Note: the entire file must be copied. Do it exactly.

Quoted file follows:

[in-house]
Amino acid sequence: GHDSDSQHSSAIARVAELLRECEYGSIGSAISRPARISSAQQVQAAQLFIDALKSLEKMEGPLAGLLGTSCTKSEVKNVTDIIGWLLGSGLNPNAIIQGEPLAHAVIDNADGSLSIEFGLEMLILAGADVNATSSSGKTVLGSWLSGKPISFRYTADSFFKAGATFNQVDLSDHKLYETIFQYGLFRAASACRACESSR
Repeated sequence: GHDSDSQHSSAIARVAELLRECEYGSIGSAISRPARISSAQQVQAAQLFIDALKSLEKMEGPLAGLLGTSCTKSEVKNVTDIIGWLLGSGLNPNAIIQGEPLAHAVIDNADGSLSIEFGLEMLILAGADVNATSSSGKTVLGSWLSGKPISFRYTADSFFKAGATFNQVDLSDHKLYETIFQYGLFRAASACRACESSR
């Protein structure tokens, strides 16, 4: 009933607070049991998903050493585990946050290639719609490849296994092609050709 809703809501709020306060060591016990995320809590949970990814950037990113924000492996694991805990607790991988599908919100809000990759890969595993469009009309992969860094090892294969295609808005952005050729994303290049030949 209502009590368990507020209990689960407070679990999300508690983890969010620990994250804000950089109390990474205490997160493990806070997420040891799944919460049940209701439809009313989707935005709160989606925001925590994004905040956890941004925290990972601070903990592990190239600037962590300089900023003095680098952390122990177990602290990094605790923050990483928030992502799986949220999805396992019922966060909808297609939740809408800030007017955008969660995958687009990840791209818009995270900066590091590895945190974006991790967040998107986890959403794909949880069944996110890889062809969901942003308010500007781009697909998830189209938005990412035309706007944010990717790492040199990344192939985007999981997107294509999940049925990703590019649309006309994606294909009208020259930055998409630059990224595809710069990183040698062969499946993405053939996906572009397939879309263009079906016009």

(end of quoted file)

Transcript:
[in-house]
Amino acid sequence: GHDSDSQHSSAIARVAELLRECEYGSIGSAISRPARISSAQQVQAAQLFIDALKSLEKMEGPLAGLLGTSCTKSEVKNVTDIIGWLLGSGLNPNAIIQGEPLAHAVIDNADGSLSIEFGLEMLILAGADVNATSSSGKTVLGSWLSGKPISFRYTADSFFKAGATFNQVDLSDHKLYETIFQYGLFRAASACRACESSR
Repeated sequence: GHDSDSQHSSAIARVAELLRECEYGSIGSAISRPARISSAQQVQAAQLFIDALKSLEKMEGPLAGLLGTSCTKSEVKNVTDIIGWLLGSGLNPNAIIQGEPLAHAVIDNADGSLSIEFGLEMLILAGADVNATSSSGKTVLGSWLSGKPISFRYTADSFFKAGATFNQVDLSDHKLYETIFQYGLFRAASACRACESSR
């Protein structure tokens, strides 16, 4: 009933607070049991998903050493585990946050290639719609490849296994092609050709 809703809501709020306060060591016990995320809590949970990814950037990113924000492996694991805990607790991988599908919100809000990759890969595993469009009309992969860094090892294969295609808005952005050729994303290049030949 209502009590368990507020209990689960407070679990999300508690983890969010620990994250804000950089109390990474205490997160493990806070997420040891799944919460049940209701439809009313989707935005709160989606925001925590994004905040956890941004925290990972601070903990592990190239600037962590300089900023003095680098952390122990177990602290990094605790923050990483928030992502799986949220999805396992019922966060909808297609939740809408800030007017955008969660995958687009990840791209818009995270900066590091590895945190974006991790967040998107986890959403794909949880069944996110890889062809969901942003308010500007781009697909998830189209938005990412035309706007944010990717790492040199990344192939985007999981997107294509999940049925990703590019649309006309994606294909009208020259930055998409630059990224595809710069990183040698062969499946993405053939996906572009397939879309263009079906016009």